The year is still 920 AD and we meet one of those responsible for the infiltration of the writings of Aristotle into medieval thought. His name is David al-Mokammez and he was part of a process that started in the 8th Century, instigated by the Moslem rulers, for multi-lingual Jews to rescue the writings of the Ancient Greeks by translating them from the “lost” Greek language into Arabic and eventually into Hebrew. Among this material was that of Aristotle, who al-Mokammez named “the philosopher”, a sign of the esteem in which he held him.
As a result of all this, learned Jews were not just those who were great religious scholars of the Torah and the Talmud, but now started to excel in the more “Greek” pursuits of astronomy, mathematics, philosophy and science. They were no longer driven just by a “Hebraic” zeal for God and all His ways, but a very “Greek” thirst for understanding of the World around them and what makes it tick. The teachings of Aristotle had opened up this “Pandora’s box”, so to speak and it has remained open ever since.
Another living at that time was Saadia Ben Joseph, who was said to be the first Jew to seriously tackle the secular fields of science and philosophy, despite also writing many Bible commentaries, Hebrew dictionaries and Jewish liturgies. He could be said to be a bridge between the two worlds, in much the same way as Philo of Alexandria who, at the time of Christ, attempted to bridge the Greek and Hebrew mindsets in his commentaries on the Old Testament. Just as Philo was Plato’s willing Jewish lapdog, Ben Joseph performed the same function for Aristotle, adopting the principle that Bible interpretation must not contradict human reason.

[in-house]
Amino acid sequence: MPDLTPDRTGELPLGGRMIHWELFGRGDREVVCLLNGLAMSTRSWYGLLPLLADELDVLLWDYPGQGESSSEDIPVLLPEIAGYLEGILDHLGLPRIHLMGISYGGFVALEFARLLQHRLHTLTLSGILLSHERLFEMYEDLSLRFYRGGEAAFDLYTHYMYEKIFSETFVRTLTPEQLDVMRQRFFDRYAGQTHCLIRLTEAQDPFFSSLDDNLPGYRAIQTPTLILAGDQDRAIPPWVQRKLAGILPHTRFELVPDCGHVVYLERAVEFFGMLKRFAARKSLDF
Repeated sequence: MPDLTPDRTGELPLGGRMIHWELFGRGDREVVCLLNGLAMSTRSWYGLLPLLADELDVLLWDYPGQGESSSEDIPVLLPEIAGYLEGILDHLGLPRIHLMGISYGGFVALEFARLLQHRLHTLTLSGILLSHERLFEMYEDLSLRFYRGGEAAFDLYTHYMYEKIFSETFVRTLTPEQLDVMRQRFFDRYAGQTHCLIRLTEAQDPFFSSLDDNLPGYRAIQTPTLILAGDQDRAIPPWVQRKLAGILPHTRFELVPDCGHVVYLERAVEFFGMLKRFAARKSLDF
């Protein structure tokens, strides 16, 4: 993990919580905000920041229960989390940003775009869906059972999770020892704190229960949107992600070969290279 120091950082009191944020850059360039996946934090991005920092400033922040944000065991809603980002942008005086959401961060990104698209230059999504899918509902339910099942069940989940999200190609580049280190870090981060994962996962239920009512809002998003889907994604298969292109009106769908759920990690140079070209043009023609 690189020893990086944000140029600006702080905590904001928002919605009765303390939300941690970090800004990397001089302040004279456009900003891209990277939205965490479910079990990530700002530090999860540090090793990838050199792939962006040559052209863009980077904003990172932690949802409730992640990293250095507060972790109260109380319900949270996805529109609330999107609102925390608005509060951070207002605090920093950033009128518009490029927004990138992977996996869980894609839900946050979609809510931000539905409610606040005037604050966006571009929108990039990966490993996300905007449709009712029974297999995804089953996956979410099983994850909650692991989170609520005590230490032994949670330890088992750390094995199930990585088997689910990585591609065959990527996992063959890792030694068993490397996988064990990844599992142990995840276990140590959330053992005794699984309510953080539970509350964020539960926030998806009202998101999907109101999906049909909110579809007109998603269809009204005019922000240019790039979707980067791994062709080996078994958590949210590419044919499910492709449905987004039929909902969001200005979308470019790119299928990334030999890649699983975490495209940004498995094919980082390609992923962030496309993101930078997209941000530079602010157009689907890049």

Enough already about Aristotle; so what exactly did he teach? Good question but not so easy to answer, as he taught so much. Plato’s core teaching of dualism can be grasped quite easily in the formula: spirit = good, physical = bad. Not so Aristotle. There are no simple formulae, so it’s best to rephrase the question. What was so attractive about Aristotle’s teaching for the Jews living under Muslim rule in the 10th Century?
This is best answered by looking at the Jewish philosopher who became Aristotle’s greatest champion. This was Abraham Ibn Daud, who lived in Toledo, Spain about a century after Saadia Ben Joseph. He was considered the first Jewish philosopher, rather than a philosopher who just happened to be Jewish. This is an important distinction. Let’s say he was the first Jew with stated profession of “philosopher” on his passport.
Ibn Daud saw philosophy explaining certain matters that Scripture was silent about. He was bothered when Rabbis failed to agree about issues such as free will and just saw philosophy as a new tool in the armoury of interpretation, making use of human reason alongside divine revelation. In his book, The Exalted Faith, he first introduces Aristotle to his Jewish audience, covering natural science and the order of the universe, then seeks to interpret Judaism in the light of this new knowledge. So, using Aristotle to examine the basic principles of the nature of being (ontology), physics, theology and astronomy, he tackles five basic principles of Judaism, namely: the source of faith, the oneness of God, divine attributes, God’s actions, and prophecy. After examining each with the tools of philosophy, Ibn Daud found Scriptures to back up his findings, in such a way as to affirm his use of Aristotle in Bible interpretation.
So Ibn Daud was using the philosophy of Aristotle to tear God apart and see what is inside. No longer was faith and trust sufficient for the restless mind, even God himself was not beyond the disciplines of logical scientific analysis. This view is a long way from the simple faith of their forefathers Abraham and Moses.
(This is an abridged extract from Steve’s book How the Church Lost the Truth)